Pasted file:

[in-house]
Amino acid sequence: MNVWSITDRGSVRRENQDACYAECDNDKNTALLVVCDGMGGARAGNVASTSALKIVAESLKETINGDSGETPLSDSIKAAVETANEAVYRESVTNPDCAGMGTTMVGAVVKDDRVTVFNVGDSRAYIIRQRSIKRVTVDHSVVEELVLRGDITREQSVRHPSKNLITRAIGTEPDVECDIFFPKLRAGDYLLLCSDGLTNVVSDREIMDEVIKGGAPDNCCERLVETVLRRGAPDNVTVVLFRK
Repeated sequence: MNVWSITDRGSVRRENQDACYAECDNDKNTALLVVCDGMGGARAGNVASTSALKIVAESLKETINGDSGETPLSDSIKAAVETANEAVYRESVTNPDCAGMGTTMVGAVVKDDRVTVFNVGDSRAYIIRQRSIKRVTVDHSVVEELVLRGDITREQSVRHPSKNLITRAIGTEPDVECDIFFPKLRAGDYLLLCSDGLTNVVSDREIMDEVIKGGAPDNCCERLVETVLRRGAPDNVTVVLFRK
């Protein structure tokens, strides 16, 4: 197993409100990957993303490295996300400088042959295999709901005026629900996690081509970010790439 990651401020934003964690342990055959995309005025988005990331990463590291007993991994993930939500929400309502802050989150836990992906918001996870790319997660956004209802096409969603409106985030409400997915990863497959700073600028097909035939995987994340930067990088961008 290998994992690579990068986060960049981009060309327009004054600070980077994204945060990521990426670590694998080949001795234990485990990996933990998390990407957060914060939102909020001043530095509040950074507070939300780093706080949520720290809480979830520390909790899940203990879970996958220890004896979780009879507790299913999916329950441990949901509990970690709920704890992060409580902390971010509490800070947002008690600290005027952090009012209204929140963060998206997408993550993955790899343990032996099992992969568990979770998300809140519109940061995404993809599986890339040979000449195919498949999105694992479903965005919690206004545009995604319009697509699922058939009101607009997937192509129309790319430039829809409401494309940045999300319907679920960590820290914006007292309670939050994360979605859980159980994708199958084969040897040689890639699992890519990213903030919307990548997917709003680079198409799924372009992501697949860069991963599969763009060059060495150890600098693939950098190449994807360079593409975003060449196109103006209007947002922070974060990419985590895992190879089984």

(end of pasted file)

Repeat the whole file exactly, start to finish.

[in-house]
Amino acid sequence: MNVWSITDRGSVRRENQDACYAECDNDKNTALLVVCDGMGGARAGNVASTSALKIVAESLKETINGDSGETPLSDSIKAAVETANEAVYRESVTNPDCAGMGTTMVGAVVKDDRVTVFNVGDSRAYIIRQRSIKRVTVDHSVVEELVLRGDITREQSVRHPSKNLITRAIGTEPDVECDIFFPKLRAGDYLLLCSDGLTNVVSDREIMDEVIKGGAPDNCCERLVETVLRRGAPDNVTVVLFRK
Repeated sequence: MNVWSITDRGSVRRENQDACYAECDNDKNTALLVVCDGMGGARAGNVASTSALKIVAESLKETINGDSGETPLSDSIKAAVETANEAVYRESVTNPDCAGMGTTMVGAVVKDDRVTVFNVGDSRAYIIRQRSIKRVTVDHSVVEELVLRGDITREQSVRHPSKNLITRAIGTEPDVECDIFFPKLRAGDYLLLCSDGLTNVVSDREIMDEVIKGGAPDNCCERLVETVLRRGAPDNVTVVLFRK
């Protein structure tokens, strides 16, 4: 197993409100990957993303490295996300400088042959295999709901005026629900996690081509970010790439 990651401020934003964690342990055959995309005025988005990331990463590291007993991994993930939500929400309502802050989150836990992906918001996870790319997660956004209802096409969603409106985030409400997915990863497959700073600028097909035939995987994340930067990088961008 290998994992690579990068986060960049981009060309327009004054600070980077994204945060990521990426670590694998080949001795234990485990990996933990998390990407957060914060939102909020001043530095509040950074507070939300780093706080949520720290809480979830520390909790899940203990879970996958220890004896979780009879507790299913999916329950441990949901509990970690709920704890992060409580902390971010509490800070947002008690600290005027952090009012209204929140963060998206997408993550993955790899343990032996099992992969568990979770998300809140519109940061995404993809599986890339040979000449195919498949999105694992479903965005919690206004545009995604319009697509699922058939009101607009997937192509129309790319430039829809409401494309940045999300319907679920960590820290914006007292309670939050994360979605859980159980994708199958084969040897040689890639699992890519990213903030919307990548997917709003680079198409799924372009992501697949860069991963599969763009060059060495150890600098693939950098190449994807360079593409975003060449196109103006209007947002922070974060990419985590895992190879089984």